Spain plans to spend €300m (£266m) to support companies affected by the collapse of travel operator Thomas Cook.
The company fell into liquidation last month, leaving more than 150,000 passengers stranded abroad and 360,000 more seeking refunds for future bookings.
It also left hoteliers in key destinations such as Spain and Turkey anxious about money owed to them for holidays.
Some travellers reported being kicked out of hotels or facing demands for cash if they wanted to continue their stays.
On Thursday, Spain’s acting tourism minister Reyes Maroto announced a series of measures including a line of credit to be provided to affected companies.
The plans will be put forward for approval at a cabinet meeting next week.
Turkey’s tourism ministry has also previously said it would provide support for firms that were hit.
In Britain, the government is spending an estimated £100m repatriating customers who were stranded abroad by the collapse.
That public funding is being used to top up a sum of about £150m being provided under the Atol scheme – which is funded by a levy on holiday bookings.
The government decided to use public funds so those not covered by Atol would also be helped – because of the scale of disruption and logistical problems that would be created if it did not step in.
The repatriation, known as Operation Matterhorn, is being coordinated by the Civil Aviation Authority and in the first ten days has brought home 127,000 people. It is due to finish on Sunday.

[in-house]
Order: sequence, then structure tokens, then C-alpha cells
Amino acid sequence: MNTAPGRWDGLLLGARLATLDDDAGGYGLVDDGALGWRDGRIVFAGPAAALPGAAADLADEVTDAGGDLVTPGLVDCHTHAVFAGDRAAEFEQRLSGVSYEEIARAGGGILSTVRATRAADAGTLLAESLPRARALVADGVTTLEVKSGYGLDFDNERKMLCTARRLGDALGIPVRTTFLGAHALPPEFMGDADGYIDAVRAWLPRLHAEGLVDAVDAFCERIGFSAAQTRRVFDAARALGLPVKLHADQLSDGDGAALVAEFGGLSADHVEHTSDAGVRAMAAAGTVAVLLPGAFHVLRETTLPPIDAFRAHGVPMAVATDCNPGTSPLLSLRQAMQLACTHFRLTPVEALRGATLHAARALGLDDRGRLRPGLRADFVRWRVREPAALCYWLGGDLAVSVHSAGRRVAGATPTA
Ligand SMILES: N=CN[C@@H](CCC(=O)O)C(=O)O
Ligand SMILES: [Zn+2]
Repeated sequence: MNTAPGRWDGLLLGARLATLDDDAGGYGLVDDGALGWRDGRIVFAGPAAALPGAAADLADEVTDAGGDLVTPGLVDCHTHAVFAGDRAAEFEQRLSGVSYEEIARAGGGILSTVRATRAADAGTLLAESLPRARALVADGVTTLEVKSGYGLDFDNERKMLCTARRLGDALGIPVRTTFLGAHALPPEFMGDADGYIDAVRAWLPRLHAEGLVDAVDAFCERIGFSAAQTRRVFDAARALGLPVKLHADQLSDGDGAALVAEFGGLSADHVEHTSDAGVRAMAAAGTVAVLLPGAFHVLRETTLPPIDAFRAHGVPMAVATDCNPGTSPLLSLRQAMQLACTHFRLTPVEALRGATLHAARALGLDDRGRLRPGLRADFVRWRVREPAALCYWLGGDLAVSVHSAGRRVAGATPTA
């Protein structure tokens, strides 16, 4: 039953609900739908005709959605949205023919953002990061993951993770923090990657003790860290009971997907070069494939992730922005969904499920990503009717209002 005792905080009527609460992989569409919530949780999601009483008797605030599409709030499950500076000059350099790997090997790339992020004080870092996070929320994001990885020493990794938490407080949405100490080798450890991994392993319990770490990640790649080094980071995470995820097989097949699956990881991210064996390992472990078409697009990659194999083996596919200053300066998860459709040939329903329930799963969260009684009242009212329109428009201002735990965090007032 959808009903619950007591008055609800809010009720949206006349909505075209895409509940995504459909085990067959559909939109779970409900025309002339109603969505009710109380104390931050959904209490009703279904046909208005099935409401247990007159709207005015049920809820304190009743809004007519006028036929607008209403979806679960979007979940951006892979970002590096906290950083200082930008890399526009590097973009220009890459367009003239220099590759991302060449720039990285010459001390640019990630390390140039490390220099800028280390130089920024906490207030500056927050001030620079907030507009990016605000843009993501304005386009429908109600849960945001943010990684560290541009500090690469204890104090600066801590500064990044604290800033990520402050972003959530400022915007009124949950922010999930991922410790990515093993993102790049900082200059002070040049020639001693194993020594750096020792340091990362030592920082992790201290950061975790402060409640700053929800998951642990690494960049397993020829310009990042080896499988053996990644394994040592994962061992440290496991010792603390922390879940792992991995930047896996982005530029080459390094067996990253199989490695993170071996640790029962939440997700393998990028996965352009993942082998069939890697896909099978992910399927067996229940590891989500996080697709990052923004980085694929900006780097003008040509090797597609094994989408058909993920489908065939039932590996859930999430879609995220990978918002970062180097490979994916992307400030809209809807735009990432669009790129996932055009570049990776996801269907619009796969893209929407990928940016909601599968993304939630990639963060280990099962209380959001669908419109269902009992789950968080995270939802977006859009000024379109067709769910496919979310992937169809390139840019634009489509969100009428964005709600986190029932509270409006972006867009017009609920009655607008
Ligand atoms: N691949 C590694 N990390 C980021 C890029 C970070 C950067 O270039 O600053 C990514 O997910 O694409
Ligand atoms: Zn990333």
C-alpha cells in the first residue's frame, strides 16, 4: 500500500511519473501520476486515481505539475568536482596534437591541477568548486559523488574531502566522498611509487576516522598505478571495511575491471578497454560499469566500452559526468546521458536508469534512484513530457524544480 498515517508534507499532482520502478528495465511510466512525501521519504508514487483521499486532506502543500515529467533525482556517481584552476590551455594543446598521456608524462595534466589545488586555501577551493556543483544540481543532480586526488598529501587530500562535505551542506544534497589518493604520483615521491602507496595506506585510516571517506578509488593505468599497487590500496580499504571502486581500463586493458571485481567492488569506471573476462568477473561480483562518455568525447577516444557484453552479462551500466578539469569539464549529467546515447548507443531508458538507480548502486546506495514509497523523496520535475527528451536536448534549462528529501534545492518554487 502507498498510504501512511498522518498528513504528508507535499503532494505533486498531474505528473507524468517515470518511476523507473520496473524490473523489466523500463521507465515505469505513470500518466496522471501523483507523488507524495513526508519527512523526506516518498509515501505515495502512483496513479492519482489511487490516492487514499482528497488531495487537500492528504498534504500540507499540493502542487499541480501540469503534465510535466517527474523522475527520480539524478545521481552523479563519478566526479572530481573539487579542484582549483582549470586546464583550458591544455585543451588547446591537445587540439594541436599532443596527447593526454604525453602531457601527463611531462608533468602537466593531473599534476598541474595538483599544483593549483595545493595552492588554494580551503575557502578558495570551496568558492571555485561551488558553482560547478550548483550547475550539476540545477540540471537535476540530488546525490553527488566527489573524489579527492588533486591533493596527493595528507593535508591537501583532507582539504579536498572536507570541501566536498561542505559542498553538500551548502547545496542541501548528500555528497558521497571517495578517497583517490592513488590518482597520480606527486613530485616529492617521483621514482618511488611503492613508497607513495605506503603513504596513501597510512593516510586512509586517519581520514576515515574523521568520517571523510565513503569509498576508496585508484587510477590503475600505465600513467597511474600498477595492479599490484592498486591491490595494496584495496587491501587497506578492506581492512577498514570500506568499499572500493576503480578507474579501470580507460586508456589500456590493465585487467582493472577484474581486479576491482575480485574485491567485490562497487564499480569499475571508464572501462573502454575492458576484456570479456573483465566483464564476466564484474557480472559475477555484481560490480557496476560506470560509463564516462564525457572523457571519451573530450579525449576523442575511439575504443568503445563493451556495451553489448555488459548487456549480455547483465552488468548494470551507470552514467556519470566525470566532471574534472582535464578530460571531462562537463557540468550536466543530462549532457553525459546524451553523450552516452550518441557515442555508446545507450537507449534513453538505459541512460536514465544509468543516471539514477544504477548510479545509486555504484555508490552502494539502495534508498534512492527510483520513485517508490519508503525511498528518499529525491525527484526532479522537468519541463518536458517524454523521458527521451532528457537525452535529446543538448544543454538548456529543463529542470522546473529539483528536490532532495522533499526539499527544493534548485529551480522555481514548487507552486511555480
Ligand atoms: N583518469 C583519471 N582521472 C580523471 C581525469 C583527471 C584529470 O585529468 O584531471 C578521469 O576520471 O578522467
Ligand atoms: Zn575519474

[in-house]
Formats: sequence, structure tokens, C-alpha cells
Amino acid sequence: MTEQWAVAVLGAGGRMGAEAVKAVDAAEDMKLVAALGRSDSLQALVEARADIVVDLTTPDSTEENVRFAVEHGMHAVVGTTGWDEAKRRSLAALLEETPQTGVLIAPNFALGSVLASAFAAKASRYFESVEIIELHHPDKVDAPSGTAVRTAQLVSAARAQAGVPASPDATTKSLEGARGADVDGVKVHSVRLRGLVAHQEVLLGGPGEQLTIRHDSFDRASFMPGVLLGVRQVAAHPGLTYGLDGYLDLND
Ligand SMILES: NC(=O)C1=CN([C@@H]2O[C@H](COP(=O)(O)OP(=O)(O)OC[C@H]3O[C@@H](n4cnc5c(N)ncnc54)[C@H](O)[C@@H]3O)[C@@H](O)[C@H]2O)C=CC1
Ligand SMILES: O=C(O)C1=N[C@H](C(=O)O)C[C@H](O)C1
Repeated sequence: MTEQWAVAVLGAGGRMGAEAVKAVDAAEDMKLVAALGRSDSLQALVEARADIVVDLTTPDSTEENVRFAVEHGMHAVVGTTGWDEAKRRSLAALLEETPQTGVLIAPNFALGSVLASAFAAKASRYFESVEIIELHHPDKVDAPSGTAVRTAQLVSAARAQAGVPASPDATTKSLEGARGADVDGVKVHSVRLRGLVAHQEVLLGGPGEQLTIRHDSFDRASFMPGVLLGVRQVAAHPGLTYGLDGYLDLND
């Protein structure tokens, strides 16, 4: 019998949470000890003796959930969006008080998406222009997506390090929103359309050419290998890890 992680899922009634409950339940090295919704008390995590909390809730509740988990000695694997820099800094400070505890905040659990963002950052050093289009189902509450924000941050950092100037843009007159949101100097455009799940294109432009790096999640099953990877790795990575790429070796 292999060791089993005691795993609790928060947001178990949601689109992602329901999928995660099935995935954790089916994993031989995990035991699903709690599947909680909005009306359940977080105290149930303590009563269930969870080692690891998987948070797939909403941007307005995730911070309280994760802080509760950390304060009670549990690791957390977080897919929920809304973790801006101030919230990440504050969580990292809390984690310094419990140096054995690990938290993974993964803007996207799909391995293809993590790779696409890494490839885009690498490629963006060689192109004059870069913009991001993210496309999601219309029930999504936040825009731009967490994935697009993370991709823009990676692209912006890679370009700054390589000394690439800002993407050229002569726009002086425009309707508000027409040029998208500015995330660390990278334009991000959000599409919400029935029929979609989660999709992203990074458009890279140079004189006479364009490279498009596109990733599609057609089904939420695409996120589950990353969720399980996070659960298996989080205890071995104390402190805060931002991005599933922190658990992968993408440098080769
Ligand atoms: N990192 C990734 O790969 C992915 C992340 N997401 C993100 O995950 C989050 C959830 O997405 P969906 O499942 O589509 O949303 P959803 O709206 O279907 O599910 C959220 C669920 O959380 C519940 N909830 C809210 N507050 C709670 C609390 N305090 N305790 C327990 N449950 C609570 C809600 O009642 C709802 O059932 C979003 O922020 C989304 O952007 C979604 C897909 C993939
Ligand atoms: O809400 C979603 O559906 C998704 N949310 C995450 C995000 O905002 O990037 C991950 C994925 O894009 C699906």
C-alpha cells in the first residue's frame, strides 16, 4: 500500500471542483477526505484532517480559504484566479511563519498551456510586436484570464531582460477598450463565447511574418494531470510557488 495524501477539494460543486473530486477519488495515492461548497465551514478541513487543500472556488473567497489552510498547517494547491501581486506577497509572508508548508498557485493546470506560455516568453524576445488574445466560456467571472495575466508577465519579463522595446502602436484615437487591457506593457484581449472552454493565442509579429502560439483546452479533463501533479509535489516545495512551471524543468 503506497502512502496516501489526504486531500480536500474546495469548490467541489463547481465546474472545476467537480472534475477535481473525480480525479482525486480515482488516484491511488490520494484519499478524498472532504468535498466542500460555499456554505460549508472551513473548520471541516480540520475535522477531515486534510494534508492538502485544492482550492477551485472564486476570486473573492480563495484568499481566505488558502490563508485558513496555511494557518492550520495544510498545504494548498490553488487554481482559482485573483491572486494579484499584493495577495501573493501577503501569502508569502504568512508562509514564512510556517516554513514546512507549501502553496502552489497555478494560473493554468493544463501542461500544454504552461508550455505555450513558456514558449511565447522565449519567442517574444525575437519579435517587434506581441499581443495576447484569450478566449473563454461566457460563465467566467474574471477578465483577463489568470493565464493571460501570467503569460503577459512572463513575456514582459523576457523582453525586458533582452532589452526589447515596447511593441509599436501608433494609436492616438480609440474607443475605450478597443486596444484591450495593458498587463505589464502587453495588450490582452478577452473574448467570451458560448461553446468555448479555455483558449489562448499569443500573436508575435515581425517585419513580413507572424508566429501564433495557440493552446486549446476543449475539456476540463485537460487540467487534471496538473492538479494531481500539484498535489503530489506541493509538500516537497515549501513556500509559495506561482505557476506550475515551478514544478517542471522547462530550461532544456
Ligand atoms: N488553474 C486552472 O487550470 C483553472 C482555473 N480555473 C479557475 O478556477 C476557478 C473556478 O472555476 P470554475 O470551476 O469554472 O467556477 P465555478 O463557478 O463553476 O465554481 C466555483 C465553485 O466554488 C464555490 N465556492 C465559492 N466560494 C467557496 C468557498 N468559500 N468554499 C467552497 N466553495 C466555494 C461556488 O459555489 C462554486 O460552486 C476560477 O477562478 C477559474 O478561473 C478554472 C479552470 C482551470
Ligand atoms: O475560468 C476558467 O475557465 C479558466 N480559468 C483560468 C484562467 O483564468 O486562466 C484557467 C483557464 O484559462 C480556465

Hotels which provided holidays for Thomas Cook are also eligible to be reimbursed through Atol to cover the period between the company’s collapse and the end of customers’ holidays.
But many of them are also out of pocket because they were already owed money by the travel operator from before the date of its collapse on 23 September.
Meanwhile, the PA news agency estimated that taxpayers will have to stump up a further £60m to fund unpaid wages, holiday pay and redundancy costs for Thomas Cook’s 9,500 UK staff.
The company’s final collapse came after the government declined to provide £200m to make up a shortfall in funding to avoid it going bust.
However, elsewhere there was a rescue for Thomas Cook’s German airline Condor after a bridging loan was provided by the Berlin government.
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